How Farmers Are Building Resilience through Seeds | CUESA

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March 01, 2019

How Farmers Are Building Resilience through Seeds

In the United States, it has been estimated that we’ve lost more than 90% of our fruit and vegetable varieties over the last century. Seeds, which are the foundation of our food system, are being controlled by major corporations—with significant impacts to our climate, farmers, and communities. How can farmers and eaters help preserve biodiversity to strengthen our food supply?

Last Monday, CUESA hosted a talk called The Food Change | Seeding Resilience with farmer Kristyn Leach of Namu Farm, journalist Mark Schapiro, and moderator Tiffani Patton of Real Food Media to dig into these questions and how we can build resilience through seeds.

The Corporate Seed Market

In his latest book, Seeds of Resistance: The Fight to Save Our Food Supply, Mark Schapiro explains that three corporations now control more than half of the seed market. These corporations are privatizing the use of seeds through genetic modification and engineering in order to farm on an industrial scale.

These practices led to the reduction of heirloom seeds in the market. “Steadily, agrochemical companies started buying up local seed companies and taking those local seeds out of commission and replacing them with blockbuster seeds that can be grown across thousands of miles in multiple ecological zones,” said Mark at CUESA’s talk. “How? With the support of chemicals that actually sustain what they did not have in their interior genetic composition. [This is] compensated for by the application of herbicides and pesticides on a massive scale.”

The consolidation of the seed market led to less choices and higher seed prices for farmers. Major agrochemical corporations also accelerated the process of patenting seeds, which impacts farmers that are doing sustainable, small-scale farming.

The consolidation of the seed market has also had environmental and climate impacts. The use of chemical pesticides and fertilizers in the cultivation of genetically modified crops results in soil depletion and reduced carbon sequestration. Lastly, this affects our overall health because without healthy soil, we won’t have healthy foods to nourish us.

Mark said that we should think of the Earth as an organism. “The patterns that have essentially sustained this beautiful organism are…significantly disrupted by climatic shifts,” he said. “It’s no accident that we have a food system that is ecologically corrosive.”

Preserving the Earth and Culture through Seeds

Some farmers are reacting against this industrial paradigm to build resilience through seed saving and using sustainable agricultural practices. On her one-acre farm in Winters, California, Kristyn Leach, the founder of Namu Farm, uses organic, biodynamic, and permaculture practices without using any chemical pesticides or fossil fuels. This includes using natural fertilizers to build organic matter in the soil, in order to provide full nourishment for the crops.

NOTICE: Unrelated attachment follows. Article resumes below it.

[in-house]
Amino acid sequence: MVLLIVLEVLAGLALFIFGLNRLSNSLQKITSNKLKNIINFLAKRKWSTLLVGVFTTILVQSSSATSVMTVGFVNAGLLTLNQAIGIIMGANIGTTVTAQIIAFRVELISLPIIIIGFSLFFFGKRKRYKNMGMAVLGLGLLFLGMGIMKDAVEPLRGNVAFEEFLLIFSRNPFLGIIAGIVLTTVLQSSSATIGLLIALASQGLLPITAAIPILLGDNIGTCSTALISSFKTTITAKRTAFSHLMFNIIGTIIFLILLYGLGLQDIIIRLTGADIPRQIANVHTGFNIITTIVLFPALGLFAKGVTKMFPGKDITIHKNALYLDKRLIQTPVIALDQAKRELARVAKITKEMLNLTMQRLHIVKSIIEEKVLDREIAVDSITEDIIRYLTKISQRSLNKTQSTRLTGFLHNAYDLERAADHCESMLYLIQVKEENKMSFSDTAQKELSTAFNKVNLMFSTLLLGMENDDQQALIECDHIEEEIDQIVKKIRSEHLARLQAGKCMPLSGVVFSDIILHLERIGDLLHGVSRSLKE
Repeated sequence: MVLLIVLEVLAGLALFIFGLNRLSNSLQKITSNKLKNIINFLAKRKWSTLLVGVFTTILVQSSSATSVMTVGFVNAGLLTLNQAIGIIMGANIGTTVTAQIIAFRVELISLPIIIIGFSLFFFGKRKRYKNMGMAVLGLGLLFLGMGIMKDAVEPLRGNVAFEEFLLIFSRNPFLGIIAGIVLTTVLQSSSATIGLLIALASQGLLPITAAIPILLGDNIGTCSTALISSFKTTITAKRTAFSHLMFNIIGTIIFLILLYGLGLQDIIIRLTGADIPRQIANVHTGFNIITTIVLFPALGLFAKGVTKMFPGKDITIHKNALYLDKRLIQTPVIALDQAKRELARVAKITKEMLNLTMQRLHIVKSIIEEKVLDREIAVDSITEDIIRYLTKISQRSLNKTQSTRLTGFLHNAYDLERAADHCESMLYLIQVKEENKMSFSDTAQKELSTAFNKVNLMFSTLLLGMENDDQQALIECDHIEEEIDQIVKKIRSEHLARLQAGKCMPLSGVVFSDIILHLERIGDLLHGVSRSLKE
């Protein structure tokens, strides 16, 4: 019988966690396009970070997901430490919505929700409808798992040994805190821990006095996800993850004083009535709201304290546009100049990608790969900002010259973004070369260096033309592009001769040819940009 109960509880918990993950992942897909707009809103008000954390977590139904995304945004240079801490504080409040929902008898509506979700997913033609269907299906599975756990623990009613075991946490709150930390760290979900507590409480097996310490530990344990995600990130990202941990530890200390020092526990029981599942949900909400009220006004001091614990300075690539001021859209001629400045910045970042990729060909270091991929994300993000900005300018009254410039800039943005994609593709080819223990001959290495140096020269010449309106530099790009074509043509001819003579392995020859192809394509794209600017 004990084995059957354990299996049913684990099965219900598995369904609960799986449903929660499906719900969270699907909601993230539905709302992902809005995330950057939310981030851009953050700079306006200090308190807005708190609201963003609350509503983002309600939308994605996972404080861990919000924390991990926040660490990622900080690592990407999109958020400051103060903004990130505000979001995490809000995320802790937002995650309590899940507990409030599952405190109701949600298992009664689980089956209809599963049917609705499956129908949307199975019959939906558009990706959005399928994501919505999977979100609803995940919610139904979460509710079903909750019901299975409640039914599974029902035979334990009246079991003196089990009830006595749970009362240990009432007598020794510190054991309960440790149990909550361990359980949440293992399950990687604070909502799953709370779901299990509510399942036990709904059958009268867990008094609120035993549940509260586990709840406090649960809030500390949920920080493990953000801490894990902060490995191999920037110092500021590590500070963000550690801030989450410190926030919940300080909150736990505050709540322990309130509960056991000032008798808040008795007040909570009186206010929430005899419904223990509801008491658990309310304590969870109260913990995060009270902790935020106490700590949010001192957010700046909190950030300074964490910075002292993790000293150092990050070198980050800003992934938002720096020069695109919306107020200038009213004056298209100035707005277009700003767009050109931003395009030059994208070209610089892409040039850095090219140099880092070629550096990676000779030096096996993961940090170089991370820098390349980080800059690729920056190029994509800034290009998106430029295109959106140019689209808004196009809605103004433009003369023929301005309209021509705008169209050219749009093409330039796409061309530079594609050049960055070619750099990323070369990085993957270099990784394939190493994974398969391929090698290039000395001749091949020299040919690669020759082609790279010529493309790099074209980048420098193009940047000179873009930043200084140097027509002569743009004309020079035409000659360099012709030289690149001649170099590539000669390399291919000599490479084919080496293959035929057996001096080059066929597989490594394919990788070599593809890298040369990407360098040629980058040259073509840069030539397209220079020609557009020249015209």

For Kristyn, seed saving is a means of environmental, culinary, and cultural preservation. Many of her heirloom seeds are from Korea by way of the mother of the Lee brothers of Namu Gaji restaurant. Other heirloom seeds Kristyn grows come from Oakland-based Kitazawa Seed Co., the oldest seed company in America that specializes in Asian vegetables. Kristyn also grows heirloom seeds in collaboration with Kitazawa Seed Co. through a project called Second Generation Seeds to help preserve and improve heirloom Asian foods.

Preserving and sharing seeds is a vital part of Kristyn’s farm practice. “Nothing has taught me generosity in the way that seed saving has,” she said. She believes saving seeds changes her long-term relationship with her crops and community. “As seed savers, we understand the threats to biodiversity,” she said. “I care about farming because it’s always about taking care of the people around me, and I would take the community I have over crop insurance.”

From Seeds to the City

With the sweeping impacts of climate change and the corporate privatization of our food system, the diversity of crops is rapidly disappearing. So how do we, as urban dwellers, get closer to seeds and support farmers in their efforts to build resilience and biodiversity in our food supply?

Home gardeners and urban farmers can be part of the movement by supporting rare seed companies and saving their own seeds, while participating in local seed exchanges can build community networks around seed saving. We also recommend checking out these seed sharing tips to learn more.

If you are not a gardener, you can support farmers who are dedicated to preserving biodiversity and seeds. Kristyn encourages being open to trying less-common produce varieties over more popular ones, so that farmers have an economic incentive to grow those foods and bring them to market.

“Talking to other farmers [about growing heirlooms], it can be great for them agronomically and it can be great for them in their crop rotation, but if there’s no pathway for how it’s going to get off their farm, it’s a really hard sell,” she said. “If something takes up a certain amount of space on your farm, you want it to feed people. So that means people being adventurous and trying a new thing every season.”

Watch the full talk on Facebook. To learn more about seeds and biodiversity, join us on our Butterflies, Bees, and Broccoli di Cicco: Biodiversity at the Farm tour on March 16.

Featured photo by Namu Farm.

This blog post is part of a series inspired by The Food Change, a public art project by CUESA, featuring farmers, advocates, and everyday people who are making positive change in our food system. Learn more.

 

About CUESA

CUESA (Center for Urban Education about Sustainable Agriculture) is dedicated to growing thriving communities through the power and joy of local food. Learn More »